Confirmation Bias


Many law enforcement officers consider the majority of their cases as routine, even some death investigations. A seasoned detective may investigate a hundred or more self-inflicted shooting deaths. For investigators, crime scenes begin to take on a certain familiarity, and a quick assessment of any crime scenes with a firearm found next to the victim may result in the investigator assuming the death is self-inflicted. The observations and actions of observers are influenced by their expectations. Before the actual investigation is initiated, the conclusion can be inappropriately established. When this happens, there is often an unconscious tendency to seek evidence that supports that preexisting theory or opinion and disregarding evidence conflicting with the theory. Selectively focusing on evidence to support a conclusion, instead of integrating all evidence to form an impartial conclusion is called confirmation bias.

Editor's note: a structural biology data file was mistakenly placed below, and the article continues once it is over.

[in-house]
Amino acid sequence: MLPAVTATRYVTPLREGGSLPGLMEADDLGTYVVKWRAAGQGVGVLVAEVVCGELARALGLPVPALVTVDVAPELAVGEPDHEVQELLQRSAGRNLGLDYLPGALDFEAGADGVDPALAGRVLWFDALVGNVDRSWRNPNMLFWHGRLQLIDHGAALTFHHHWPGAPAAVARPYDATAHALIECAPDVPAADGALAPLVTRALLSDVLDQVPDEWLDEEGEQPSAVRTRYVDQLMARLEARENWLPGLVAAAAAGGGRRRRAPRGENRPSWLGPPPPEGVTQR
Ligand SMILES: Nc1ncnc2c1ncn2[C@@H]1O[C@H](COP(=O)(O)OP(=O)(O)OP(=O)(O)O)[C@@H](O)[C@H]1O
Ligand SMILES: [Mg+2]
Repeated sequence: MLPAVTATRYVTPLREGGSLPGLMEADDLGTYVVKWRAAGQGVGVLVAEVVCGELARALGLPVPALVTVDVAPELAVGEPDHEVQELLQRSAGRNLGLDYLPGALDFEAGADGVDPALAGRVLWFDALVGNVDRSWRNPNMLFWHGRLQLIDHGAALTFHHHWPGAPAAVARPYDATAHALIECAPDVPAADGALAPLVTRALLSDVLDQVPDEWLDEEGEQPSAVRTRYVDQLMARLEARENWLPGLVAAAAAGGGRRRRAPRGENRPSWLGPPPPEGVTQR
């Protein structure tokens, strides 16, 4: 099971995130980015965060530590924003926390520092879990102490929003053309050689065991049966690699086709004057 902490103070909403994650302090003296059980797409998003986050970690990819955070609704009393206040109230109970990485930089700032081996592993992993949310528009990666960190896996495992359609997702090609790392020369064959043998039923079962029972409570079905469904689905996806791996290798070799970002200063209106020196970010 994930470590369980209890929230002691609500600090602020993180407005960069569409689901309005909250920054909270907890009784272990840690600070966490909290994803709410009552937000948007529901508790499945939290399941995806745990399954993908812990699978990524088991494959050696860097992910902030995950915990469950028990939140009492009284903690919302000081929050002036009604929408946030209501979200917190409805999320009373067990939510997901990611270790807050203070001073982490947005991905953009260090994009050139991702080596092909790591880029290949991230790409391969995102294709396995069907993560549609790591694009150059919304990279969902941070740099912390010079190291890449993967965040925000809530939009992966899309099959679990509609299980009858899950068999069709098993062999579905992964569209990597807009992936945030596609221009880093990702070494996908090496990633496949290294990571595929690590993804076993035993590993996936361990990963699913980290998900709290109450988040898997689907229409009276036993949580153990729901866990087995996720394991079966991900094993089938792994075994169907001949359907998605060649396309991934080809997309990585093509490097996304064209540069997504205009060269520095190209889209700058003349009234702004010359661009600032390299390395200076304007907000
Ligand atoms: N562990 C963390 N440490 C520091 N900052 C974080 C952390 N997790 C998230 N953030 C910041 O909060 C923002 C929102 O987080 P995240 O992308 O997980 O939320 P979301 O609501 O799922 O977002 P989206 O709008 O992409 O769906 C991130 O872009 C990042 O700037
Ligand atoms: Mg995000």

When confirmation bias is the basis for an investigation, officers may be tempted to cut corners in order to dedicate their efforts to cases they deem more important, more challenging, and even perhaps more worthy. Enemy of the Truth: Myths, Forensics and the Kennedy Assassination examines how officers may ignore proper procedure on a regular basis, thereby developing the mindset and behavioral habits of poorly structured investigative techniques. When an unusual or high-profile crime occurs, that same officer feels enormous pressure to complete an accurate and thorough investigation in a timely manner. That pressure creates stress that in turn results in working memory loss. With hampered cognitive abilities, the officer may revert to habitual behaviors and habitual cognitive choices.

Evidence suggests that the Dallas Police Department investigation of the Kennedy assassination was driven by confirmation bias stemming from the arrest of Lee Harvey Oswald. After all, the Dallas Police Department had their man; all they had to do was prove it.

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